ten-stringed guitar was not invented by the great twentieth century
player NarcisoYepes, but redesigned by him to extend the possibilities
of the conventional six-stringed instrument now known as the classical
guitar. Its greater resonance and wider compass a creates new
harmonic possibilities, though it also presents the player with
tricky technical problems. By the addition of four strings its
tuning resembles that of a lute more closely than a six-string
guitar, and the larger instrument has been particularly successful
in guitar transcriptions of baroque lute music, especially that
of J.S. Bach.
twelve Spanish Dances by Granados, originally written for piano,
are ‘guitaristic’ in character, and sound so effective on the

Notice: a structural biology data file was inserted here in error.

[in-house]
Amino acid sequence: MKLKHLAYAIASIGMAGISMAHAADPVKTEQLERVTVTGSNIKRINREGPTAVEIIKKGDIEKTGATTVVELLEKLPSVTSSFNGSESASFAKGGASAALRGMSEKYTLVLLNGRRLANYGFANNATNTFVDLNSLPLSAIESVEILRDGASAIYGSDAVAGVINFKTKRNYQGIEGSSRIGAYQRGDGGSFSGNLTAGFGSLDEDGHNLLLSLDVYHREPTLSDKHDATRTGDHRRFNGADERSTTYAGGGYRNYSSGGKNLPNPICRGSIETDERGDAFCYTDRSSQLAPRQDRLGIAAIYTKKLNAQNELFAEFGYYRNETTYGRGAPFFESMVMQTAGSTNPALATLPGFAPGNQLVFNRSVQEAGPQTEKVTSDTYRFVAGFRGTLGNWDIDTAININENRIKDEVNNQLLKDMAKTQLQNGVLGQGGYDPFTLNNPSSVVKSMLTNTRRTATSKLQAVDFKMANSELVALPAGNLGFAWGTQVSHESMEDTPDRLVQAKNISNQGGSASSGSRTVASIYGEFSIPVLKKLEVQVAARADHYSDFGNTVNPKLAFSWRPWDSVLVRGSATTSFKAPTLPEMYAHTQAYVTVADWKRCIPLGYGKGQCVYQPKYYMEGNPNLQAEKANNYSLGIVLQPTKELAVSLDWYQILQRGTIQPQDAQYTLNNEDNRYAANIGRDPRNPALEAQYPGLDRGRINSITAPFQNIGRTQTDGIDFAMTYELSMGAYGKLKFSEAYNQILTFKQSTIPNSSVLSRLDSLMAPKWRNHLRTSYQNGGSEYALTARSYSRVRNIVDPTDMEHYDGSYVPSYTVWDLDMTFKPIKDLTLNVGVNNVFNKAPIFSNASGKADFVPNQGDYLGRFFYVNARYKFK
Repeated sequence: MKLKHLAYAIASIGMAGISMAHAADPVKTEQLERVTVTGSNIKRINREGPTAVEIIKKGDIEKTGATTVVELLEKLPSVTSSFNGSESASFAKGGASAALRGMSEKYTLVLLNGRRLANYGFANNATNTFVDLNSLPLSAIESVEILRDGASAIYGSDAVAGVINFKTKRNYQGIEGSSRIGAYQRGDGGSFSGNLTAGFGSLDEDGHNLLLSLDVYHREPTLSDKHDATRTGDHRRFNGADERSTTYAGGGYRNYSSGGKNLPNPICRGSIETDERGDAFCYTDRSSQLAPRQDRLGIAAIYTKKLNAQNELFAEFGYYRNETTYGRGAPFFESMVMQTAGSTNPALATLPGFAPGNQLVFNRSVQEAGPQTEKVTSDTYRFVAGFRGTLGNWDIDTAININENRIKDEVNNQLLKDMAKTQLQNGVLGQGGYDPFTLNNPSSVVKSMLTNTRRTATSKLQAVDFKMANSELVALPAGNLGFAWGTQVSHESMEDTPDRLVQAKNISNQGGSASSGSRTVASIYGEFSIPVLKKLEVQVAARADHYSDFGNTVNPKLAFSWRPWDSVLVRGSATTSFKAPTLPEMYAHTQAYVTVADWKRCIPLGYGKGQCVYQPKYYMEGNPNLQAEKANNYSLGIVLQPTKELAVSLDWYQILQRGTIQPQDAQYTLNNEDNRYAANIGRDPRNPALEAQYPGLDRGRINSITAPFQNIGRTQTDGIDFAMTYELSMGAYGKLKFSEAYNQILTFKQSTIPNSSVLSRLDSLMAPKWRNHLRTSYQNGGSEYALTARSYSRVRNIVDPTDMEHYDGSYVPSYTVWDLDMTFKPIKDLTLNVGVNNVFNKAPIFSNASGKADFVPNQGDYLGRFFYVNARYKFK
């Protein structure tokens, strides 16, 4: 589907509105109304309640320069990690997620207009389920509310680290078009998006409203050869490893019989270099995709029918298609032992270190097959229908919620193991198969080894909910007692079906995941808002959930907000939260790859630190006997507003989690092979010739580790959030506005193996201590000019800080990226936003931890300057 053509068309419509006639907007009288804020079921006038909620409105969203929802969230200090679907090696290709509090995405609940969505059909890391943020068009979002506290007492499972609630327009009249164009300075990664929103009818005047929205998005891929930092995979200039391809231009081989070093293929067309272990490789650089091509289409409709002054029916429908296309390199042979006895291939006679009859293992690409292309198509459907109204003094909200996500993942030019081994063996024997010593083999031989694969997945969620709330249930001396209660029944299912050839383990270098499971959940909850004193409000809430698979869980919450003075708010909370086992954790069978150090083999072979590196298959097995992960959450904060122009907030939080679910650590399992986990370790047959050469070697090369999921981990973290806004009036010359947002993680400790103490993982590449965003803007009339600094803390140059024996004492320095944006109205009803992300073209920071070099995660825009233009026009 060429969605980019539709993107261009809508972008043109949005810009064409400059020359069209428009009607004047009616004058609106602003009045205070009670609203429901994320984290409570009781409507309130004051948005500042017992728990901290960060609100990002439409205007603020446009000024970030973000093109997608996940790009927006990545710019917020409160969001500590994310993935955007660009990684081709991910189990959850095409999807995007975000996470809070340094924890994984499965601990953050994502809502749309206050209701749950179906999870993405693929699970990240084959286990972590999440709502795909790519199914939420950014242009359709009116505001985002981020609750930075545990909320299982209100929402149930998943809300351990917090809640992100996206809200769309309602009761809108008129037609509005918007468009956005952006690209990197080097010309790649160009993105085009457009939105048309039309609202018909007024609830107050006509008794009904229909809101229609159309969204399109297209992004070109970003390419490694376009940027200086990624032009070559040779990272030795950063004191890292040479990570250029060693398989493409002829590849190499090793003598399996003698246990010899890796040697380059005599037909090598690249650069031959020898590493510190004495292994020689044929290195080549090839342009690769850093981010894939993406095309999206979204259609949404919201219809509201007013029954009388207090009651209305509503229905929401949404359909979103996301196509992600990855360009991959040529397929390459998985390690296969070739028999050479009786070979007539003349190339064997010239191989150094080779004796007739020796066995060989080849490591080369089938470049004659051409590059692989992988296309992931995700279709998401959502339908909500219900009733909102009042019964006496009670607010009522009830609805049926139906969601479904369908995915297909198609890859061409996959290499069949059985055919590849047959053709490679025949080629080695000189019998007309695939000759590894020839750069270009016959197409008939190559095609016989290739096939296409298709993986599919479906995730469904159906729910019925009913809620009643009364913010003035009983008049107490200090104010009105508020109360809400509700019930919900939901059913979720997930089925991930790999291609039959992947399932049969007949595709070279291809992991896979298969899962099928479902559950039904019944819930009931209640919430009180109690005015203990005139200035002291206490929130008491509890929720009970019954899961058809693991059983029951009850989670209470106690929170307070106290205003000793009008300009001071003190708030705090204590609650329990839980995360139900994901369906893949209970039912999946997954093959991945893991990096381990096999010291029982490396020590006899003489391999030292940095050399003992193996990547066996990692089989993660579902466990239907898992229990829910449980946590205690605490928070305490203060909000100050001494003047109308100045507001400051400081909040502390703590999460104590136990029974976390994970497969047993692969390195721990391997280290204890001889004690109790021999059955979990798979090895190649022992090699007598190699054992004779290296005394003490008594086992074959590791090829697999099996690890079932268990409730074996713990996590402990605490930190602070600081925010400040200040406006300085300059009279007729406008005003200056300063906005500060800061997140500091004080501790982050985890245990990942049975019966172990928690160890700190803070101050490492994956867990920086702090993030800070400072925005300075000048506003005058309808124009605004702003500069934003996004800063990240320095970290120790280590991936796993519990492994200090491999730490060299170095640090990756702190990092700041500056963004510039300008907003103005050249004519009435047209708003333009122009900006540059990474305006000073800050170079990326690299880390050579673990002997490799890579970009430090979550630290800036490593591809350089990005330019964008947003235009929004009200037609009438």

guitar that some of them have become part of its standard repertoire.
On this disc the delicate romanticism of these short characteristic
pieces is well realised but - perhaps in an effort more
fully to exploit the capabilities of the ten-stringed guitar -
Miolin has chosen a preponderance of open low positions and
slow tempi. These give many of the dances a somewhat ponderous
character that saps their vitality. Add to this widely-spreading
arpeggios take them even further from the essentially melodic
nature of the salon miniature. One misses the virile rhythms inherent
in such dances as Andaluza and Rondalla Aragonesa. All are by
definition dances, and I fear that their choreographic qualities
are sometimes missing in this performance.
did not unconditionally recommend a recently reissued 1990 recording
of the dances played on two guitars by Angel and Celedonio Romero
(Telarc CD-80216 ) for different reasons, but find their rather
cold interpretation preferable to this self-indulgent one..